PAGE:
Anyone building a business wants it to grow, and having a well-written action plan will help them succeed. This document is a formal outline of the company’s goals, and it provides details on how it can achieve its objectives. When creating an action plan, you need to think big-picture. Here are things to keep in mind, so nothing slips through the cracks.
Take Your Time with Goal-Setting
Clarify your overarching goals before you start. Sit with crucial company members and figure out where you are and where you want the company to go. Context-setting is important, and asking “where are we now?” and “where do we want to be?” helps the company assess their current versus the desired position. Defining your context will help you anticipate the effects of various issues. Instead of being reactive, you’ll know how to respond to whatever comes your way.
Quantify Your Goals
Don’t just say you want your business to “ramp up” or that you want to learn how to get more sales. What does that mean, exactly—do you want to double sales, open a new location, gain 15 new subscribers per month, or do something else? After specifying, you need to drill down. For example, if your goal is to gain 15 new subscribers a month, you have to evaluate how capable your marketing funnel generates leads.
Can your infrastructure accommodate the demands of these new subscribers? Does your general manager have the skills to get your employees at a level of productivity that matches that growth rate? Asking questions like a skeptic would keep you aware of loopholes in your plans and prevents you from being too optimistic about your chances of success.
To meet your goals, you have to do more than work hard or optimize your procedures. You have to ensure that all the equipment and systems can support your growth. For example, suppose your sales team meets its target number of deals for the month. While that’s a good thing, it will be terrible for your reputation if your production staff cannot fulfill the projects.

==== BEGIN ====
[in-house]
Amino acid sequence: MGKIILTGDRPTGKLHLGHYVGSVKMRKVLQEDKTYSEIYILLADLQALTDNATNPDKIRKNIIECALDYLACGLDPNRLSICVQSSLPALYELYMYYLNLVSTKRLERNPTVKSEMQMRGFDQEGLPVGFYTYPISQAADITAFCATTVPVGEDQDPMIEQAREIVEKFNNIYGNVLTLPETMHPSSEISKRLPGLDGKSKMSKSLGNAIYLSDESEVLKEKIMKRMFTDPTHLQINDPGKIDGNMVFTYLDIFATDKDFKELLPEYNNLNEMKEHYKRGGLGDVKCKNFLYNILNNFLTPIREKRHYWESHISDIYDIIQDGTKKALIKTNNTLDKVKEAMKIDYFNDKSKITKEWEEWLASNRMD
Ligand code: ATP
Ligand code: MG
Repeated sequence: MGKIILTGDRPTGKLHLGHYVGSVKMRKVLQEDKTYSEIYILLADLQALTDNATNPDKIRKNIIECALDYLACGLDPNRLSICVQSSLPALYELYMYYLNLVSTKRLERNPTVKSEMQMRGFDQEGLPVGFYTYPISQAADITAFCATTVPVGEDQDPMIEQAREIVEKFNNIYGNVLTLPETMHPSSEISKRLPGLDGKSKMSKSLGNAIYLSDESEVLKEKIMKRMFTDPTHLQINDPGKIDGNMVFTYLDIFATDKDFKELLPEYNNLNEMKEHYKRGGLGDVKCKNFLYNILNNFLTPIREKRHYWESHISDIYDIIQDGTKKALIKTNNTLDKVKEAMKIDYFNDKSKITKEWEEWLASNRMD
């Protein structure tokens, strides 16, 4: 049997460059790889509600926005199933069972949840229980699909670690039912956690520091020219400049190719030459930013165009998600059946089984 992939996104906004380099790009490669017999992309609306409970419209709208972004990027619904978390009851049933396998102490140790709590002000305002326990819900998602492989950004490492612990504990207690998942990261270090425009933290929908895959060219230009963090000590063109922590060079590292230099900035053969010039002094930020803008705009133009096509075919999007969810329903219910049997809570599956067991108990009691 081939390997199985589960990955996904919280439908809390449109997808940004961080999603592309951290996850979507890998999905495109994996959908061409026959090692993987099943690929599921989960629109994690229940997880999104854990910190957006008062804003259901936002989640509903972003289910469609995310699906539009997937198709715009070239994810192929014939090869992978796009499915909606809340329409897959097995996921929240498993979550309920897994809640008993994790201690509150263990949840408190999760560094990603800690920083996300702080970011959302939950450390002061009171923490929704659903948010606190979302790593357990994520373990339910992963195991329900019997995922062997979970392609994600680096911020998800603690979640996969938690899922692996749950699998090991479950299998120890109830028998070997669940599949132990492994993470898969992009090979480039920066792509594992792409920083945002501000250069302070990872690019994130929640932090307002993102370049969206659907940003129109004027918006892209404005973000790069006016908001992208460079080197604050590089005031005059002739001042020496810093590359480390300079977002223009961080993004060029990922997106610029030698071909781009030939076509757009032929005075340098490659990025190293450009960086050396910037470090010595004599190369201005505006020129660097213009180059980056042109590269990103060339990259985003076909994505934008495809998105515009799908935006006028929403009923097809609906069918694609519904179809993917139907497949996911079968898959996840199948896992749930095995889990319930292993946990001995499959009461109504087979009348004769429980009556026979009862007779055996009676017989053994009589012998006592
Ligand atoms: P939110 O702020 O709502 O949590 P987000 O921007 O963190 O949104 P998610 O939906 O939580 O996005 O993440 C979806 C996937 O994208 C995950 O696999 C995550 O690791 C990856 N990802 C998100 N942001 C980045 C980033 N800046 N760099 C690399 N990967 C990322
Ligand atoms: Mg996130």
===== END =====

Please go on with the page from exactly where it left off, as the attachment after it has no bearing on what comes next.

Prepare a Written Plan
After ensuring that your infrastructure can handle your anticipated influx of job orders, you must prepare a written marketing plan. This does not need to be about cold calling and lead generation—your plan could focus on retargeting or upselling current customers, especially ones with a higher lifetime value.
Besides getting your marketing plan on paper, you must also hold annual reviews of your key accounts. Doing so improves your rapport and gives you an avenue to introduce your other offerings. Here’s how you can conduct your meetings with key accounts:
- Generate a list of customers who represent 80 percent of your sales and arrange them in descending order of volume.
- Meet with these clients and discuss your product selection, services, and other areas.
- Ask them what is good and what needs improvement about how you do business.
- Determine what other products or services they would like you to offer and ask them what it would take to raise product purchases. You could also ask them about their company’s outlook and their forecast for business in the next year.
Keep in mind that this isn’t a sales call. You shouldn’t enter the conversation with the mindset that you’ll close them on an offering. Instead, it’s genuinely for outreach—your goal is to figure out how to serve this account better. If you keep existing customers satisfied, you will more efficiently reach your goals.
Starting your own business is hard but fulfilling work, and you need a growth action plan to keep you on track. This plan details how you want your business to expand over a given period. To make it effective, you need to specify your goals and the steps you must take to reach them—if you are unsure where to begin, you can enroll in an entrepreneurship training program.
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With over 12 years of experience in the Digital & IT space, Matthew has helped more than 300 businesses get off the ground through websites, IT/systems such as emails, phone systems, project management and more.
His expertise across all things digital & IT is conveyed through our new business kit, providing clear context and insights into the business areas you need to know.